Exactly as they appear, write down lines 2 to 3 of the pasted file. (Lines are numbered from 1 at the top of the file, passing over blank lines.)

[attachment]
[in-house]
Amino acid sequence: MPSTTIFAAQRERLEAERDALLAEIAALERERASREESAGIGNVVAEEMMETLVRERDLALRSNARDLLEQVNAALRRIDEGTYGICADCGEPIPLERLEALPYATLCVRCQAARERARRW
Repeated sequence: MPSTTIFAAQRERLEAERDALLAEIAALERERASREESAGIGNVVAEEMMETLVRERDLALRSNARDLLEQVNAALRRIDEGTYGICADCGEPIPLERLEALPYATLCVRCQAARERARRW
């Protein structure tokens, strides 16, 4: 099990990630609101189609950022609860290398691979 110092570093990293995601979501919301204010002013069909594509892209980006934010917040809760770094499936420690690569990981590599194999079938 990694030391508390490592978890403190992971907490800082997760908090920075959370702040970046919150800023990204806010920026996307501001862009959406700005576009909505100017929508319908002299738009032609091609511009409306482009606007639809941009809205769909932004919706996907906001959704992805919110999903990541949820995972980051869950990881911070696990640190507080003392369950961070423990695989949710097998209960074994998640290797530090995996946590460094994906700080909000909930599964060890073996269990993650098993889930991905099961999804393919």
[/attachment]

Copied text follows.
Amino acid sequence: MPSTTIFAAQRERLEAERDALLAEIAALERERASREESAGIGNVVAEEMMETLVRERDLALRSNARDLLEQVNAALRRIDEGTYGICADCGEPIPLERLEALPYATLCVRCQAARERARRW
Repeated sequence: MPSTTIFAAQRERLEAERDALLAEIAALERERASREESAGIGNVVAEEMMETLVRERDLALRSNARDLLEQVNAALRRIDEGTYGICADCGEPIPLERLEALPYATLCVRCQAARERARRW